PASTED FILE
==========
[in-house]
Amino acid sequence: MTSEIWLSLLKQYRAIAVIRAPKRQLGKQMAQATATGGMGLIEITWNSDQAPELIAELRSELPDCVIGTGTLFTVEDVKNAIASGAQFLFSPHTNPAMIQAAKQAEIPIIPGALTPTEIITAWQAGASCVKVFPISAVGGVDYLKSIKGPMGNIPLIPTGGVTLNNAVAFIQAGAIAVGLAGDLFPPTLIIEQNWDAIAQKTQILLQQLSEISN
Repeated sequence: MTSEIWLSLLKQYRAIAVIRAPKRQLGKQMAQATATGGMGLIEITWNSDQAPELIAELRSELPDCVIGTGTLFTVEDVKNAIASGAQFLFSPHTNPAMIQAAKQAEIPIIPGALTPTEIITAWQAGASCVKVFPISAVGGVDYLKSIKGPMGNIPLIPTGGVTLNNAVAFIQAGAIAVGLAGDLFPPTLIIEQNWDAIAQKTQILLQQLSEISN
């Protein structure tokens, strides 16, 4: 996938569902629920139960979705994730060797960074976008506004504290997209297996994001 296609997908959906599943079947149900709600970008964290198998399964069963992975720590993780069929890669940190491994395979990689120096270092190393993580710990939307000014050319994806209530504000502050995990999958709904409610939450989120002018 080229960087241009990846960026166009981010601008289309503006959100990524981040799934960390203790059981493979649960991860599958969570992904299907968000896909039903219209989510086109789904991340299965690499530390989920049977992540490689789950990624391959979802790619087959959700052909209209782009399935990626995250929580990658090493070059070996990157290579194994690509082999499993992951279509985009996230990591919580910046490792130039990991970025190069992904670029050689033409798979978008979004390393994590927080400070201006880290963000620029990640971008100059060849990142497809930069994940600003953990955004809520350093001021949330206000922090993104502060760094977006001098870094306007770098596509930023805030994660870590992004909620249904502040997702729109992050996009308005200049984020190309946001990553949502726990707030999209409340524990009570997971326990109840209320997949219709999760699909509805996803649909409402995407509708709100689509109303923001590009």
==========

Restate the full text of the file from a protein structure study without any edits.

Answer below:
[in-house]
Amino acid sequence: MTSEIWLSLLKQYRAIAVIRAPKRQLGKQMAQATATGGMGLIEITWNSDQAPELIAELRSELPDCVIGTGTLFTVEDVKNAIASGAQFLFSPHTNPAMIQAAKQAEIPIIPGALTPTEIITAWQAGASCVKVFPISAVGGVDYLKSIKGPMGNIPLIPTGGVTLNNAVAFIQAGAIAVGLAGDLFPPTLIIEQNWDAIAQKTQILLQQLSEISN
Repeated sequence: MTSEIWLSLLKQYRAIAVIRAPKRQLGKQMAQATATGGMGLIEITWNSDQAPELIAELRSELPDCVIGTGTLFTVEDVKNAIASGAQFLFSPHTNPAMIQAAKQAEIPIIPGALTPTEIITAWQAGASCVKVFPISAVGGVDYLKSIKGPMGNIPLIPTGGVTLNNAVAFIQAGAIAVGLAGDLFPPTLIIEQNWDAIAQKTQILLQQLSEISN
């Protein structure tokens, strides 16, 4: 996938569902629920139960979705994730060797960074976008506004504290997209297996994001 296609997908959906599943079947149900709600970008964290198998399964069963992975720590993780069929890669940190491994395979990689120096270092190393993580710990939307000014050319994806209530504000502050995990999958709904409610939450989120002018 080229960087241009990846960026166009981010601008289309503006959100990524981040799934960390203790059981493979649960991860599958969570992904299907968000896909039903219209989510086109789904991340299965690499530390989920049977992540490689789950990624391959979802790619087959959700052909209209782009399935990626995250929580990658090493070059070996990157290579194994690509082999499993992951279509985009996230990591919580910046490792130039990991970025190069992904670029050689033409798979978008979004390393994590927080400070201006880290963000620029990640971008100059060849990142497809930069994940600003953990955004809520350093001021949330206000922090993104502060760094977006001098870094306007770098596509930023805030994660870590992004909620249904502040997702729109992050996009308005200049984020190309946001990553949502726990707030999209409340524990009570997971326990109840209320997949219709999760699909509805996803649909409402995407509708709100689509109303923001590009």